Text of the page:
No photography was allowed inside the actual exhibition space due to light-sensitive documents
As you walk up the steps of the Weston Library in the heart of Oxford, anticipation sets in at the sight of a large sign with the word Tolkien printed on it, and wrapped around one of the columns adorning the building’s facade. Heading inside, you find yourself in a large foyer, reminiscent of the British Library, and greeted by that same thought when visiting such places: “There is knowledge here that surpasses all earthly gold and treasure”.
You venture forward across the foyer and see two vertically standing digital screens, each displaying the exhibition poster and other related material, overshadowed by a large wall display of one of Tolkien’s most recognisable artworks — an Eagle poised on the edge of a precipice and the small figure of a weary Bilbo at its talons. The colours and the details are staggering on such a large scale, and a far-cry from some of the reproductions found in some editions of The Hobbit. On the other side of the foyer, you head towards the entrance of the ST Lee Gallery and present your ticket to the staff present there.
Once you step over the threshold, you plunge into a dark tunnel where, at its far end, the silver outline of the doors of Moria is projected onto the wall. Meanwhile, the floor turns into a mesmerising collage of the famous red and black inked maps of Tolkien’s Middle-earth, while you literally walk across the lands, making your way further in towards the exhibition space itself.
The passage opens up into a large room with a variety of showcases and glass cabinets aligned around the sides and at the centre, and illuminated by dim lights to help protect the delicate artefacts on display.
I will never forget the thrill I felt as I paused in front of a manuscript page from The Fall of Arthur. Tolkien’s exquisite handwriting was clearly legible and the verses just resonated all the more in that dimly-lit chamber. Or even The King’s Letter, a letter crafted in the gorgeous Sindarin Tengwar script which Tolkien wrote as part of an unpublished epilogue to The Lord of the Rings, in which Aragorn informs Samwise Gamgee of his intention to ride North towards The Shire.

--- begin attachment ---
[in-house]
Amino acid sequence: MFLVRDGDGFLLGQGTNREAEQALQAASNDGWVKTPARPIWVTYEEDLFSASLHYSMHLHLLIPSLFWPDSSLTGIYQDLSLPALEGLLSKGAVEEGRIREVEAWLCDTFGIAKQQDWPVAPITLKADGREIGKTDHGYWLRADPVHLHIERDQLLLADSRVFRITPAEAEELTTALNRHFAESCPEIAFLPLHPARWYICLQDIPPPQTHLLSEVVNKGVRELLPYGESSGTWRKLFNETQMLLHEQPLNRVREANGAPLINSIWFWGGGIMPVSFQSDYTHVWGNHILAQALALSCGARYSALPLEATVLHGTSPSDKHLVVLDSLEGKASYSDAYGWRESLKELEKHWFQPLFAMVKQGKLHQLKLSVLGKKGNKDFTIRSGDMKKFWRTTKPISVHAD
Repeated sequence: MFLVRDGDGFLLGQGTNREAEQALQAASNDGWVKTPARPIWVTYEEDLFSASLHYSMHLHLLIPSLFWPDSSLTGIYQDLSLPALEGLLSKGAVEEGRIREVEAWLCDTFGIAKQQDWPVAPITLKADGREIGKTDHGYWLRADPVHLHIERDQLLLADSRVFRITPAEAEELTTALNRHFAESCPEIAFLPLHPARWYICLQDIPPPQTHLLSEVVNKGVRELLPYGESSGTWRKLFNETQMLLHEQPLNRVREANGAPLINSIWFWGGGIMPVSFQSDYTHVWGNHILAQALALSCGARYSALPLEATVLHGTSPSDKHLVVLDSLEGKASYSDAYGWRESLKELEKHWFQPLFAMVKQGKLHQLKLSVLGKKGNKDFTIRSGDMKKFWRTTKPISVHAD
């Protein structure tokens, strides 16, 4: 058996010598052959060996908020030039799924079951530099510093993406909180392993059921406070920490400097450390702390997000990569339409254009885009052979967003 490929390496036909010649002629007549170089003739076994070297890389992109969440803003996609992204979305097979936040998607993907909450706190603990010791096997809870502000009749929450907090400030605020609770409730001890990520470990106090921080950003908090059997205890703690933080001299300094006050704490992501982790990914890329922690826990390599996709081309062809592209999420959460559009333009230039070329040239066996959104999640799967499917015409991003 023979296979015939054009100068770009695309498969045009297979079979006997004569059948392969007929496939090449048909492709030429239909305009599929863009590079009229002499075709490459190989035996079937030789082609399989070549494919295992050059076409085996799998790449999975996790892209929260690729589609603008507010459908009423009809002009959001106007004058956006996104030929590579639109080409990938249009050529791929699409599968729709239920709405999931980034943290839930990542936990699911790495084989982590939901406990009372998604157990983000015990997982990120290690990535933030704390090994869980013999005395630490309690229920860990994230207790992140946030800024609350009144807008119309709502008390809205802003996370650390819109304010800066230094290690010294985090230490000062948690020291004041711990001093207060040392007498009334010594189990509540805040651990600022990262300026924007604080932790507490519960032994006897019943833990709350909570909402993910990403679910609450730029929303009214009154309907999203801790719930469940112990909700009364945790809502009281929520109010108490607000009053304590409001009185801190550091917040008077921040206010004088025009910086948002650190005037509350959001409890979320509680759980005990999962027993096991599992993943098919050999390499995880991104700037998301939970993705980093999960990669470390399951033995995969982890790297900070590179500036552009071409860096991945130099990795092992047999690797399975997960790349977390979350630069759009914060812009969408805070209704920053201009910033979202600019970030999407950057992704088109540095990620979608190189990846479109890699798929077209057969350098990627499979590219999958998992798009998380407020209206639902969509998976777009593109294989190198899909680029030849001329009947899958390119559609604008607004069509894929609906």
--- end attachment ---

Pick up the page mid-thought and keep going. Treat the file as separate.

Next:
A large screen was placed face up at the centre of the room, showing a beautifully-rendered, three-dimensional holographic representation of the map of Middle-earth, allowing you to select and see an animated trail wading across the map as it tracked the journeys of important characters.
Extracts and paintings from Tolkien’s Book of Ishness or the early drafts of The Silmarillion, half-drawn and developed maps of Middle-earth on exam papers, or Númenórean illustrations around crossword puzzles, are just some of the riches one can find there.
However, it is not just an exhibition about the works of Tolkien. Personal photographs, diaries and even the Professor’s own study desk, chair and smoking pipe are on display. Indeed, Tolkien: Maker of Middle-earth does justice to the author and more. Not only does it demonstrate Tolkien as a brilliant artist, storyteller, writer and creator, but also a human being.
It is honestly difficult to describe in words the emotions of experiencing this exhibition. I found myself understanding, and nodding in complete agreement, with those visitors whose comments I had read of their own trips to the exhibition.
To a keen Tolkien reader, this is an absolute must.
I thought I knew a substantial amount about the life and works of Tolkien, but my feeble amount of knowledge was put to shame by the vast extent of information on display — information that, as I was told, comprised just a small percentage of what actually exists. It was staggering to comprehend.
Reading Tolkien’s works changed my life. Visiting this exhibition inspired it.
The exhibition is open until 28 October. If you get the opportunity to visit Oxford, this should definitely be your first call. As to the majority of those who, unfortunately, cannot do so, Catherine Mcilwaine’s companion book to the exhibition is the next best thing.
Till next time …